MAGNETISM, THAT ELECTRICITY (4x12" by Highpoint Lowlife)
Packed as box of four EPs (here a CDR was provided) comes a release that showcases the various musical directions that the releases by Highpoint Lowlife take these days. Each fills up a record (although I am not sure how the 19 minute track by The Village Orchestra is separated on the vinyl) and there are some interesting and some less interesting things to be spotted around this place. Things start off strong with four tracks by Mandelbrot Set who go off in a post rock direction, with drums, guitars, synthesizers and violins (perhaps only through sampling) playing at times a wild rock tune and in 'Astronomy And Allied Sciences 2a' more an introspective piece of drone music. Fisk Industries on the other hand are purely electronical, with broken hip hop beats, electronics and in 'Rhetoric' a rap that is pushed to the back. Not particularly strong material. The Village Orchestra play a rather epic piece of music, starting out in a desolate landscape but land in a techno party of pulsating beats and swirling electronics, before landing in the chill out zone again. The Marcia Blaine School For Girls just love the discotheque here, with rhythms that push around and in 'Bottle Stain' offer a strong Chain Reaction like piece. So Fisk Industries didn't get me going, but the other three delivered quite nice material, from the rock stage and the dance floor and Highpoint Lowlife is once again providing the soundtrack for alternative dance spaces. (FdW)

Already Greg Headley's ninth release, the sixth on his own 28angles label. Much of the work here is inspired by a trip he did to Eastern Europe in summer of 2007. If I understand his words correctly this new work is a bit different than the previous ones, which were more the direct taping of results, whereas this new one involved more extensive mixing, taking up more time in the final shaping of the music. As before Headley plays guitar and software instruments to transform the sounds made on the six strings. It's however not easy to recognize the guitar all the time. Sometimes it's pretty obvious, but sometimes Headley manages to make it sound like the crackle of short/long wave or thunderous like a hurricane or airplane flying over. Dynamics play an important role in the six pieces on this release. Sometimes deceivingly sweet and mellow, but it's the silence before the thunder breaks out. It's move from much of his previous work which stayed more on one volume level and was throughout more ambient. In some ways the previous release 'There Comes A Violent Love/Pulse' still remains an anomaly in his work - with his modern classical approach - and '24-carat Abnormalities' sees him returning to his guitar phase, but with the addition of dynamics as a new strong point. That previous one was a highlight in his career, perhaps mainly for being so different than the others, but this new one, while moving outside his tradition again and remaining a similar approach to musical equipment, is also a standout work. Quite a mature and carefully planned work! (FdW) Address:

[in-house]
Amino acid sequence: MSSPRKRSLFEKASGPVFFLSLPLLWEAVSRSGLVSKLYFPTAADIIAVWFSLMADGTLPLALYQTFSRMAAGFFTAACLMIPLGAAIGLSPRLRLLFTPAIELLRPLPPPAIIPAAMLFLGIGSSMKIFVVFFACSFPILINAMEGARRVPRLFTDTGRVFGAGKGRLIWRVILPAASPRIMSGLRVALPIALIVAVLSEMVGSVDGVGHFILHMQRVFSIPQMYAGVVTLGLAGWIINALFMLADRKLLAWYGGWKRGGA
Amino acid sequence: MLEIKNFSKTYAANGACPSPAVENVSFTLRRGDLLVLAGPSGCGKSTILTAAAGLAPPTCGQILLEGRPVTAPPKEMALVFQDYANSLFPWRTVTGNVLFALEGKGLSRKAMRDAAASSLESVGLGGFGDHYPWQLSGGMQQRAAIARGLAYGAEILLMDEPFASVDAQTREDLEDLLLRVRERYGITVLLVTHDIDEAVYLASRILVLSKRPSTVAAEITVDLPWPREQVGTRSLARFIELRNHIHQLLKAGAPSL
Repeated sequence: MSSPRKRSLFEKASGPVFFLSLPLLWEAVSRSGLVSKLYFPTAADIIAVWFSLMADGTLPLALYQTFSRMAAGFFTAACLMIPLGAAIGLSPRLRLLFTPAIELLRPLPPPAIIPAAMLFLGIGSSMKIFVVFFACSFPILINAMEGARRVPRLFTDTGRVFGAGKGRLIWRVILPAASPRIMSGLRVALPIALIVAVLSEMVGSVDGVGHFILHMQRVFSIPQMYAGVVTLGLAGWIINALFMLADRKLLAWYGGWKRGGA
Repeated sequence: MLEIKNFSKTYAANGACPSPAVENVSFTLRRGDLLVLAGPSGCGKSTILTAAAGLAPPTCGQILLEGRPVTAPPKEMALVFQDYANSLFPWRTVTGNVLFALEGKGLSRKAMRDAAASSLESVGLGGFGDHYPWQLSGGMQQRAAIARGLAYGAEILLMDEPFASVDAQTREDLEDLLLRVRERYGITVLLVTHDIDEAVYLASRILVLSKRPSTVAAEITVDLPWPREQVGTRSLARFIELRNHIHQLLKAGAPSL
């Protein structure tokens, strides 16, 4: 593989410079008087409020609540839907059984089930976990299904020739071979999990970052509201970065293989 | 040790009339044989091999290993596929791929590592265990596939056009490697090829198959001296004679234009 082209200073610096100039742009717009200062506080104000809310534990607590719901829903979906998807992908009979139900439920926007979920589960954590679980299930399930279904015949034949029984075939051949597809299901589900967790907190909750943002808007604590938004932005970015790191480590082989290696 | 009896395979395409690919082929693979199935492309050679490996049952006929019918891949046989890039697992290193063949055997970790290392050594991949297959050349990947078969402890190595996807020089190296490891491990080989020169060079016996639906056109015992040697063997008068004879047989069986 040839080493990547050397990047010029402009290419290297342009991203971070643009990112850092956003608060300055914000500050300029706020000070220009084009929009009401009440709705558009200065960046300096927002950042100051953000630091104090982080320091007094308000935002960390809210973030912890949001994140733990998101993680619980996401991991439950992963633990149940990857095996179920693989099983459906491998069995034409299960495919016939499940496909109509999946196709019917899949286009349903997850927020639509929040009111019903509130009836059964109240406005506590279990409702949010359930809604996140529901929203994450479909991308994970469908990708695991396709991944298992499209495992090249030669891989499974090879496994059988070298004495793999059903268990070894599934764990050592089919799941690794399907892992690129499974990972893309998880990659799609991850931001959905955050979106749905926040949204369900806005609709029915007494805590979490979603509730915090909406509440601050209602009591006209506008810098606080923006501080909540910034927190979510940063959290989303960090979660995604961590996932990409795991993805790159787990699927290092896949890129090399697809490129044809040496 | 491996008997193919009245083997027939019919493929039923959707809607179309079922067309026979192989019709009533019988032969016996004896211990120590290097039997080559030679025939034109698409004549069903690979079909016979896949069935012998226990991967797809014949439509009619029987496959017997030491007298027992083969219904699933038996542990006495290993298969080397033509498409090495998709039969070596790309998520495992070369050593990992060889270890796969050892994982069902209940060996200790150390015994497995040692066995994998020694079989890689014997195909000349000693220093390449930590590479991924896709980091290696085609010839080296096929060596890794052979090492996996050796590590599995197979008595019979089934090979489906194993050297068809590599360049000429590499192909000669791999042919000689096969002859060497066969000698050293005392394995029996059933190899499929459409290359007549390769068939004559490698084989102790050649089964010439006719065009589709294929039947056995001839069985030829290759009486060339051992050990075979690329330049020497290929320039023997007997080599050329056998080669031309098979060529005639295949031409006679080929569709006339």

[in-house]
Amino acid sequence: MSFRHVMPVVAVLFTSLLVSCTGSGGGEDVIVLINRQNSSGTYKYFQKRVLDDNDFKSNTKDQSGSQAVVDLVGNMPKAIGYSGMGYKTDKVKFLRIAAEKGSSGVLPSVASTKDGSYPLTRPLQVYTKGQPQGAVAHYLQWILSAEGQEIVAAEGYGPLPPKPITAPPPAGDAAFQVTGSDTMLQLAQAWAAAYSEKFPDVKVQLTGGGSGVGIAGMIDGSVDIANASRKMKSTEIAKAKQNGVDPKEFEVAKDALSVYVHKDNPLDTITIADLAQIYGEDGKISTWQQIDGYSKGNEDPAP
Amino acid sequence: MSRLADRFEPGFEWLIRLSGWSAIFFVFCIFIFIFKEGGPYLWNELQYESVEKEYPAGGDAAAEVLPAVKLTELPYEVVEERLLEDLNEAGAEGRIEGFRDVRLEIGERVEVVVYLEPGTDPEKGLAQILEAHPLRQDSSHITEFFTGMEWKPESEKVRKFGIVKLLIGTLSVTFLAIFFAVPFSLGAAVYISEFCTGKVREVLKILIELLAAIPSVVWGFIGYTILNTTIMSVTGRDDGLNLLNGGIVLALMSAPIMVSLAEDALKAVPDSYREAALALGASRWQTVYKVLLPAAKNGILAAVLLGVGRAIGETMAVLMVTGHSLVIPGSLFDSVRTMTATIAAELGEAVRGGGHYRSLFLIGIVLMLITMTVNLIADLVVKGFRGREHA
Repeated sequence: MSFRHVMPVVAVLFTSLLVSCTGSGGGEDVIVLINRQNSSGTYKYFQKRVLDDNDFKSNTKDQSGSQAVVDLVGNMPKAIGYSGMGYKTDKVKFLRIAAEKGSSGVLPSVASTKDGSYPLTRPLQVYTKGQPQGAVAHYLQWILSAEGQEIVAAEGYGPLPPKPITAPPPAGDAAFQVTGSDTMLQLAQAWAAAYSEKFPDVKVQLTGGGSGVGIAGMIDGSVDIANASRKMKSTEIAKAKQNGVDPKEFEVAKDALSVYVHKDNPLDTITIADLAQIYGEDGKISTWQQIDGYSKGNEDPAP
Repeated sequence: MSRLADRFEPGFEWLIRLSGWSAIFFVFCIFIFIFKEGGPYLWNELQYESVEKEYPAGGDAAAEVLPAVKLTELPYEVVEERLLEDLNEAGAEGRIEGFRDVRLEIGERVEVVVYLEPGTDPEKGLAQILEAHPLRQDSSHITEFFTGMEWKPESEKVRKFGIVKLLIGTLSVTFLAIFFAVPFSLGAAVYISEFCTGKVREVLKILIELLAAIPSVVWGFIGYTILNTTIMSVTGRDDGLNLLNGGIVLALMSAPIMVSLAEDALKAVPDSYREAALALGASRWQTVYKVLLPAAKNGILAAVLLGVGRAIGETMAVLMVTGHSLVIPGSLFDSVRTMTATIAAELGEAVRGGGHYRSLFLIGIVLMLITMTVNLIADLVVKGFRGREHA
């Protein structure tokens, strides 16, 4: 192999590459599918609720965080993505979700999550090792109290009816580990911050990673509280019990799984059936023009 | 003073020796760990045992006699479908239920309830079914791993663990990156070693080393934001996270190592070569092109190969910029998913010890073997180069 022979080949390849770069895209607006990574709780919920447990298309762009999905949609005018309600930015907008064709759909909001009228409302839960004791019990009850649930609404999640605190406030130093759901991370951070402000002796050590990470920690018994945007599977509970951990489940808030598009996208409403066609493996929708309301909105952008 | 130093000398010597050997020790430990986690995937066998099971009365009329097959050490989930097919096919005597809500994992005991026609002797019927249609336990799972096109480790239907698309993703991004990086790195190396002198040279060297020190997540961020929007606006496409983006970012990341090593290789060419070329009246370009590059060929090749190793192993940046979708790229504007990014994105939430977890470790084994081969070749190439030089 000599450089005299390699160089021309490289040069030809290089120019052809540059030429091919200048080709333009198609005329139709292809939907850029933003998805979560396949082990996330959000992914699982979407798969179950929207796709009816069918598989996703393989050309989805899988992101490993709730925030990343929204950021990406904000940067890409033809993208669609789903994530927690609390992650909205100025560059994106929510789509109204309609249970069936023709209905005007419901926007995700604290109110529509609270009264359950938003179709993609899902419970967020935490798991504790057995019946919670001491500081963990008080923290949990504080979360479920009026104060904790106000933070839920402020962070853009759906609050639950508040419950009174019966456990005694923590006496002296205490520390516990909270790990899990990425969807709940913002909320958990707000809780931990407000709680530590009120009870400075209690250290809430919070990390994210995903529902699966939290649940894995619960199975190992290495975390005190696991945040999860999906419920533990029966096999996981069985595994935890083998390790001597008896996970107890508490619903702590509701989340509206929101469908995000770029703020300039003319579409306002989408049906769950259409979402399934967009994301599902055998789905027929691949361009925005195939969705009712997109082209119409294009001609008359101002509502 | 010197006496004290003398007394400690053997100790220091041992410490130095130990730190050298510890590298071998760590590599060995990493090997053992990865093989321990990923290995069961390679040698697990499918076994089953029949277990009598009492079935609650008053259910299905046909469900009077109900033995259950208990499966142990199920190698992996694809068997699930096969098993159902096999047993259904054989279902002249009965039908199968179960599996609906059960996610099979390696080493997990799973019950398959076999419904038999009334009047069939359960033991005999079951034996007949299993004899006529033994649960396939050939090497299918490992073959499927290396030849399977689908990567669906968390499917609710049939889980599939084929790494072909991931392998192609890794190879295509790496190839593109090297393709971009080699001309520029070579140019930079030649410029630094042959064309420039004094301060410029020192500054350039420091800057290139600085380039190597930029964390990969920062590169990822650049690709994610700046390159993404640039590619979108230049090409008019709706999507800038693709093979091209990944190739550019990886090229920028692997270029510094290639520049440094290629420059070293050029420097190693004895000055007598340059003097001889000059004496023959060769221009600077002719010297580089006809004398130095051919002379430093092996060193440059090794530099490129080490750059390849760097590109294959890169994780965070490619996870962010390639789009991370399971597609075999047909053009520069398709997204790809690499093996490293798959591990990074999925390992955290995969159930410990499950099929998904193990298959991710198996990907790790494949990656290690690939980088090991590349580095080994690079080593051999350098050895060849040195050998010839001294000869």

CLAUDIO ROCHETTI - HARRISONFORD (cassette by Deadtracks Records)
One of the three myths of Claudio Rochetti (one of the members of 3/4Hadbeeneliminated) is Harrison Ford. Another one is David Lee Roth and whoever the third is we don't know yet. A dedication to David Lee Roth was released by Long Long Chaney. Here it's 'Harrisonford'. On one side we hear the voice of Kenji Siratori set against a organ like drone. The voice is not distorted as with some other Siratori projects, but hard to understand. The instrumental b-side is also based on drones, but louder. A dishwasher or some such is fed through some effects. Quite an industrial piece of music, but it sounds quite nice. Pretty nice release, the first on Deadtracks Records, and we wonder how long this label will exist, since rumor has it that cassettes will disappear from the market next year, which, me thinks, is a great pity. (FdW)

The complete Vital Weekly is available at: Vital Weekly